Friday, January 18, 2019

Huawei and ZTE at the heart of trade tensions between the United States and China

US parliamentarians have introduced a bill to impose heavy penalties on the two Chinese technology groups.

By Jérôme Marin Posted today at 11h37

Time to Reading 3 min.

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At Huawei Headquarters, Dongguan, Guangdong Province, China, in December 2018.
At Huawei Headquarters, Dongguan, China, Guangdong Province, December 2018. NICOLAS ASFOURI / AFP

The initiative is likely to revive trade tensions between Washington and Beijing, while the two powers are still negotiating a way out of the crisis. On Wednesday, January 16, US parliamentarians, both Democrats and Republicans, tabled a bill to impose heavy penalties against Huawei and ZTE, including prohibiting them to provide electronic components to companies US.

This measure would be potentially devastating for both Chinese smartphone and network equipment manufacturers. It would deprive them of essential parts, especially Qualcomm chips that equip the majority of high-end phones. More importantly, Huawei and ZTE may no longer be able to use the certified version of Google's Android system, including losing access to its application store.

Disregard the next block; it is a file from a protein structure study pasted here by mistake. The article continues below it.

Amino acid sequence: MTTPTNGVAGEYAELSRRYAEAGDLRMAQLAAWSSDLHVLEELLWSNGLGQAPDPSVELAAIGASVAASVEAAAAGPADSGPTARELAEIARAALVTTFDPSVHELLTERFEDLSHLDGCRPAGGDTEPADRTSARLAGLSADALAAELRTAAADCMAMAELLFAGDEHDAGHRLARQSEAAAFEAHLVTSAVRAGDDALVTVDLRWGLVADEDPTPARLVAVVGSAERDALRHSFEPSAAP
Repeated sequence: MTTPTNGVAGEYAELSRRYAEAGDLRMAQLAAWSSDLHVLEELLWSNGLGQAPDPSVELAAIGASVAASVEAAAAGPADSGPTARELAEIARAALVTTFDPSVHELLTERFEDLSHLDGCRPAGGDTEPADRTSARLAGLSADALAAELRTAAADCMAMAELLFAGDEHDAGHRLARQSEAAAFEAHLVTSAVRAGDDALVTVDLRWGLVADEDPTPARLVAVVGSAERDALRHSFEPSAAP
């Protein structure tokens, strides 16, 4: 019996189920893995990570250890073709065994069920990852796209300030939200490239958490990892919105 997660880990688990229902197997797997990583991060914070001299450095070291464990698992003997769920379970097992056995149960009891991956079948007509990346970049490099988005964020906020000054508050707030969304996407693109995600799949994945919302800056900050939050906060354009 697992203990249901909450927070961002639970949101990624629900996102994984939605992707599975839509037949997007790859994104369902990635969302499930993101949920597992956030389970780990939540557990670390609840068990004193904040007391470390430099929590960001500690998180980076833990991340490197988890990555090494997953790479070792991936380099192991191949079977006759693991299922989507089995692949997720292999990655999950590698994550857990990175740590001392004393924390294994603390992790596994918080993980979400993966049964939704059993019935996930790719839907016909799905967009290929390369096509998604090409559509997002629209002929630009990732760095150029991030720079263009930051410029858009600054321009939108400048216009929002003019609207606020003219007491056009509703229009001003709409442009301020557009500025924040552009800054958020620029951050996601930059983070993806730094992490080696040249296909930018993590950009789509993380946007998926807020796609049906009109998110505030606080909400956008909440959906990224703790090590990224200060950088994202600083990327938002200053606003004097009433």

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This text illustrates the willingness of part of the American political class to sharpen the tone against Chinese technology companies, considered a threat to national security. These companies are suspected espionage for the benefit of the Chinese regime, but also theft of trade secrets. In Beijing, a Foreign Ministry spokeswoman questioned by Reuters denounces "Hysteria" US.

The parliamentarians justify their approach by the violation of American embargoes. Huawei is already under criminal investigation. He is accused of carrying out illegal transactions in Iran. In early December, Meng Wanzhou, its chief financial officer, was arrested in Canada at the request of US authorities. On parole, she is now waiting to see if she will be extradited to the United States.

ZTE pleaded guilty in 2017 to illegally reselling US components in Iran and North Korea. But in April 2018, the Ministry of Commerce estimated that the company had not respected the conditions of its agreement with the justice. He had issued a ban on buying American components. It was however lifted two months later by the Trump administration, in exchange for a fine of 1.3 billion dollars (1.1 billion euros) and changes in the direction.

Uncertainty about the legislative future of the text

The proposed law provides for the reinstatement of sanctions against ZTE, as well as their extension to Huawei and any Chinese telecommunications company that violates a US embargo. It also limits the White House's room for maneuver by imposing a one-year period of compliance and cooperation before it can change or terminate these sanctions.

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